Pope writes to a friend in the country about the reception of Addison's Cato in the spring of 1713.
CATO was not so much the wonder of Rome itself in his days as he is of Britain in ours; and though all the foolish industry possible has been used to make it a party play, yet what the author once said of another may be the most properly in the world applied to him on this occasion:
Envy it self is dumb, in wonder lost,
And factions strive, who shall applaud him most—Addison, The Campaign, ll. 45-6.
The numerous and violent claps of the Whig party on the one side of the theatre were echoed back by the Tories on the other, while the author sweated behind the scenes with concern to find their applause proceeded more from the hand than the head. This was the case too of the prologue-writer, who was clapped into a staunch Whig sore against his will, at almost every two lines. I believe you have heard that after all the applause of the opposite faction, my Lord Bolingbroke sent for Booth who played Cato, into the box, between one of the acts and presented him with 50 guineas; in acknowledgement (as he expressed it) for his defending the cause of liberty so well against a perpetual dictator. The Whigs are unwilling to be distanced this way, as 'tis said, and therefore design a present to the said Cato very speedily; in the meantime they are getting ready as good a sentence as the former on their side. So betwixt them, 'tis probable that Cato (as Dr. Garth expressed it) may have something to live upon after he dies.
This play was published but this Monday, and Mr. Lewis tells me it is not possible to convey it to you before Friday next. The town is so fond of it that the orange wenches and fruit women in the Park offer the books at the side of the coaches, and the Prologue and Epilogue are cried about the streets by the common-hawkers.
— Thomas Davies, Dramatic Miscellanies (1784), iii. 417-18.
FREE and elegant as was the accustomed style of Addison, it is well known that on many occasions he could not satisfy the fastidiousness of his taste in his own compositions. It was his official business to write to Hanover that Queen Anne was dead: he found it so difficult to express himself suitably to his own notions of the importance of the event that the Lords of the Regency were obliged to employ a Mr. Southwell, one of the clerks. Southwell stated the fact, as he was ordered, in the ordinary perspicuity of business; and then boasted of his superiority to Addison, in having readily done that which Addison, attempting to do, had failed.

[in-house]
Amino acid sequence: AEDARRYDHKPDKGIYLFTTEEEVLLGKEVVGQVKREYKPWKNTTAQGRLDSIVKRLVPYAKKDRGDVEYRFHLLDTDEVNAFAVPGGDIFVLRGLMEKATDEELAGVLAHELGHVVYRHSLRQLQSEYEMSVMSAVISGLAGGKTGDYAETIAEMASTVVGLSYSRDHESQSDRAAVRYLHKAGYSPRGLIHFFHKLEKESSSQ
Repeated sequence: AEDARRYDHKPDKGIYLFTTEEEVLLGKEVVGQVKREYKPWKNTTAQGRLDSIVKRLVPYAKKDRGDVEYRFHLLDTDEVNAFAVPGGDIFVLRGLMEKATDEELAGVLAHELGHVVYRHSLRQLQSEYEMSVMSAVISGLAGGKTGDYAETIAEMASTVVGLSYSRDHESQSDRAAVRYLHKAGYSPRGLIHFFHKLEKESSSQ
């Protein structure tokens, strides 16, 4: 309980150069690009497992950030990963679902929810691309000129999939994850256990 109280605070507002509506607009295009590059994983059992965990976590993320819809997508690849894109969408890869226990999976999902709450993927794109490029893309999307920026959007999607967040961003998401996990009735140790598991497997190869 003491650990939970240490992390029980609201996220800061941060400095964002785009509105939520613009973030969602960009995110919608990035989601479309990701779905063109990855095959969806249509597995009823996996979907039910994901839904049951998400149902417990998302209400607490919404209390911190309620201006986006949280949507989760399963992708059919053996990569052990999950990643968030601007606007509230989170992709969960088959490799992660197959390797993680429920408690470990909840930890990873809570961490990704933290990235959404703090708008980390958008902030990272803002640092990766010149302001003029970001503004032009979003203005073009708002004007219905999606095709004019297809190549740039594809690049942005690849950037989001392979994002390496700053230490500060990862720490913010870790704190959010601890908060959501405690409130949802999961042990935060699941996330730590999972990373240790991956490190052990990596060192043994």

—Addisoniana (1803), ii. 10-11. See also Spence, Anecdotes, i. 77; ii. 626,
You know, indeed, the value of his writings, and close with the world in thinking them immortal; but I believe you know not that his name would have deserved immortality though he had never written; and that, by a better title than the pen can give: you know, too, that his life was amiable; but perhaps you are still to learn that his death was triumphant ...
For, after a long and manly but vain struggle with his distemper, he dismissed his physicians, and with them all hopes of life: but with his hopes of life he dismissed not his concern for the living, but sent for a youth nearly related, and finely accomplished, yet not above being the better for good impressions from a dying friend. He came; but life now glimmering in the socket, the dying friend was silent. After a decent and proper pause, the youth said, `Dear Sir! you sent for me: I believe, and I hope, that you have some commands; I shall hold them most sacred.' May distant ages not only hear, but feel, the reply! Forcibly grasping the youth's hand, he softly said, `See in what peace a Christian can die.' He spoke with difficulty, and soon expired. Through grace divine, how great is man! Through divine mercy, how stingless is death! Who would not thus expire?
— Edward Young, Conjectures on Original Composition (1759);
reprinted in English Critical Essays (Sixteenth, Seventeenth and Eighteenth Centuries), ed. Edmund D. Jones (1922), pp. 358-9.
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